9 Entry Level Medical Jobs to Consider Getting Into
Monday, 08 June 2020

 These entry level medical jobs are on the rise and promise a high pay out come graduation time. These career fields are hot and expected to grow.

 Working in healthcare can be a rewarding path. Making the decision to go through school and start your journey might be a little daunting. If you're worried about what you should do and how you would make money, we are going to help you.

Learning about entry-level medical jobs will allow you to see where you can start, and you can figure out a career path that makes sense to you. Continue reading this article for the top jobs in the medical profession that you should consider.

1. Registered Nurse (RN)

When you're browsing sites like healthcare academy, one of the jobs you might see is RN or registered nurse. This entry-level health job is one where you'll work closely with patients and their families to help them get the care they need.

The median annual wage was $68,000. To become an RN, you need to have an associate's or bachelor's degree as well as a medical license. Keep in mind that depending on where you work, your responsibilities and pay will vary.

2. Home Health Aide

As a home health aide, your responsibility will usually be to help patients in their own homes. You might do things like bathing and dressing them depending on their level of independence.

The median annual wage of this position is around $23,000 a year. To work as a home health aide, you'll need a high school diploma or GED, formal training and a certification. There are always openings, and you'll often work under the direct supervision of nurses and other medical professionals.

3. Critical Care Nurse

Critical care nurses are also known as ICU staff RNs. As a critical care nurse, you would be working with people that are in critical and life-threatening situations. You'll often be working in difficult situations, and you'll have to be ready to work long hours as well.

The median annual wage for this position is $58,000. To work as a critical care nurse, you'll need to earn your bachelor of science in nursing (BSN), pass the national council licensure examination, earn a master's degree from an accredited MSN program, and get certified as a critical care nurse by the AACN.

4. Pharmacy Technician

As a pharmacy technician, you'll be collecting information from health professionals so you can fill prescriptions, determine the amount of medication needed, pack and label prescription medications, take payment, and work with customers.

The average yearly salary for a pharmacy technician position is around $30,000. To work as a pharmacy tech, you need a high school diploma or a GED, and some employers require you have a certification.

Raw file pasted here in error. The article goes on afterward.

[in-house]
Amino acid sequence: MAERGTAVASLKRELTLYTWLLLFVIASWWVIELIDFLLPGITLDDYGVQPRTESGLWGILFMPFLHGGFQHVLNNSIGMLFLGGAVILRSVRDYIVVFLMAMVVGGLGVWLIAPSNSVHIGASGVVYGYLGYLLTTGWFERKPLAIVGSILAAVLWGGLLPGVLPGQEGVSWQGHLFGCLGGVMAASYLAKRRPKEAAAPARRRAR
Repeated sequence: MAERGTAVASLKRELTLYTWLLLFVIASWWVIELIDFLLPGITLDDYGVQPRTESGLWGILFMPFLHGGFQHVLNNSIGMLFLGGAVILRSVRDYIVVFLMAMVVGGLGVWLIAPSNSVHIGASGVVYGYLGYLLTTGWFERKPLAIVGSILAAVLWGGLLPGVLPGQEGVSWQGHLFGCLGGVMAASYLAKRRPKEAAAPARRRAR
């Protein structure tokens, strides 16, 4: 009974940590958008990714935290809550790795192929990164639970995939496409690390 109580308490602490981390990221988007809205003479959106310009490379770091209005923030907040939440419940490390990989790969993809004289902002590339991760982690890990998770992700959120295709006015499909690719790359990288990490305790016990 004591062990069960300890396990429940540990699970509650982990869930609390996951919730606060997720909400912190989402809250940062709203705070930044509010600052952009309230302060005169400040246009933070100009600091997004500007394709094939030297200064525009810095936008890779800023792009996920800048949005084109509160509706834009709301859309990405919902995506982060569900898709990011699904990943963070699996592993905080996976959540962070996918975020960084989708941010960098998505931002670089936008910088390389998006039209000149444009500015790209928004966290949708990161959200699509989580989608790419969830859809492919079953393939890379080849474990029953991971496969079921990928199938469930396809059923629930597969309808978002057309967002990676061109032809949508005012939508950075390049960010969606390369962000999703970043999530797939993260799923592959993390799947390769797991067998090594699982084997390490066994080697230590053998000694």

5. Licensed Practical Nurse

Licensed practical nurses are often called vocational nurses. As an LPN, you might work in nursing homes, clinics, or in homes. Your job would be to provide basic nursing care for your patients as a doctor or nurse tells you to do.

The average yearly salary for an LPN is around $50,000 and can greatly vary depending on where you will be working. You'll need a high school diploma or GED and to complete a 12-month practical nursing program, and you'll need to have a nursing license. 

6. Medical Laboratory Technician

Medical lab techs test and analyze bodily fluids. When you give blood, tissue, or urine, it's the medical lab techs that are taking care of this part of things. In this position, you will be operating lab equipment, performing tests, logging data, and speaking with doctors about what you've found.

You can expect to earn around $50,000 per year as a medical lab tech, but it can vary depending on where you work. You'll need to have an associate's or bachelor's degree, and depending on your state, you may need to have a license.

7. Certified Nursing Assistant

You might know certified nursing assistants (CNAs) as orderlies or nursing aides. These professionals often work in hospitals and nursing homes to provide basic care to the elderly and patients that need a lot of care. Dressing, bathing, meals, vital checking, and giving medications are some of the things you would be doing in this position.

The average annual salary of a CNA is around $26,000. To work in this position, you will need to go through a state-approved education program. Keep in mind that you may become the primary caregiver of the people you are working with.

8. Health Information Technician

As a health information technician, you would be documenting, tracking, and classifying patient information. Your job is to ensure the quality and accuracy of the patient's health information. You usually won't be working directly with patients, but instead, you'll be working with RNs and other health professionals to gather more information to document patient information properly.

In this position, you can make anywhere from $24,000 to $42,000. You'll need to have a postsecondary certificate or associate's degree, and many employers require you have a professional certification.

9. Medical Assistant

When you work as a medical assistant, you'll complete the admin and clinical tasks necessary to keep a healthcare facility up and running. You might be in charge of answering phones, scheduling, and minor medical tasks like checking blood pressure.

As a medical assistant, you might make anywhere from $24,000 to $41,000. There are plenty of open positions and a good outlook for this profession.

Finding the Right Entry-Level Medical Jobs

Now you know more about your options when it comes to entry-level medical jobs. Choosing the right profession makes all the difference in your life, so use the information above to get started.

Do you want to learn more about careers and how to be successful at work? Keep reading our blog to get the information you need.
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